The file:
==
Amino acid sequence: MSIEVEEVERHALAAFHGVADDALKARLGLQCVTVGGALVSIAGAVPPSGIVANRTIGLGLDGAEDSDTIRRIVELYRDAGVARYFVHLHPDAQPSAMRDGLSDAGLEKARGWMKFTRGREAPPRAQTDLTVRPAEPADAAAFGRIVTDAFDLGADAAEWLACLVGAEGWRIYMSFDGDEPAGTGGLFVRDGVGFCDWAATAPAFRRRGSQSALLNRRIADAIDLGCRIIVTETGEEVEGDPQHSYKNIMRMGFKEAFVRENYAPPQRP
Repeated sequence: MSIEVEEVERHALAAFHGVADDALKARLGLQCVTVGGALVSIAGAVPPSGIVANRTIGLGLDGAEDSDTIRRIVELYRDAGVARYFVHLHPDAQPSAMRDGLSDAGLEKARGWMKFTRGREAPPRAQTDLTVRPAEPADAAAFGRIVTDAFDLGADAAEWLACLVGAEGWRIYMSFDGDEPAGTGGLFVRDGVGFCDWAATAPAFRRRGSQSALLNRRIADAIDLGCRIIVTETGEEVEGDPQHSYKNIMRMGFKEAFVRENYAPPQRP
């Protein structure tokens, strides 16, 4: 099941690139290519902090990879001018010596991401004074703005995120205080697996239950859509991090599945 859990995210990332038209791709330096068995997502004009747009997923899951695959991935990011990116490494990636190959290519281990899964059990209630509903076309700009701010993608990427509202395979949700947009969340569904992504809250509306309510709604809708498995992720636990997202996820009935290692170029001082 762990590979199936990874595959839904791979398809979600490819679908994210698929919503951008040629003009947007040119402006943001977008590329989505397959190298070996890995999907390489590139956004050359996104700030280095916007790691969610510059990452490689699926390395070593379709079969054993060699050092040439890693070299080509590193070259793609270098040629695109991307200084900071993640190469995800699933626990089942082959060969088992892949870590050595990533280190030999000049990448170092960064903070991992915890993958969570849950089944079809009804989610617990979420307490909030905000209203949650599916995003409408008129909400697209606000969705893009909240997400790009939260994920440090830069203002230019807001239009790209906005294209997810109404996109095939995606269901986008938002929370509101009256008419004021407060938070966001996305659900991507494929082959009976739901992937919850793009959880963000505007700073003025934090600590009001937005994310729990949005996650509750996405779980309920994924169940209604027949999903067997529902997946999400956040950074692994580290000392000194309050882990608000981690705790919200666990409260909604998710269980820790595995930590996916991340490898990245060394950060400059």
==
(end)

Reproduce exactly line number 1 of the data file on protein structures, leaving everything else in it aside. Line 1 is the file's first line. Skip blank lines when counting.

Amino acid sequence: MSIEVEEVERHALAAFHGVADDALKARLGLQCVTVGGALVSIAGAVPPSGIVANRTIGLGLDGAEDSDTIRRIVELYRDAGVARYFVHLHPDAQPSAMRDGLSDAGLEKARGWMKFTRGREAPPRAQTDLTVRPAEPADAAAFGRIVTDAFDLGADAAEWLACLVGAEGWRIYMSFDGDEPAGTGGLFVRDGVGFCDWAATAPAFRRRGSQSALLNRRIADAIDLGCRIIVTETGEEVEGDPQHSYKNIMRMGFKEAFVRENYAPPQRP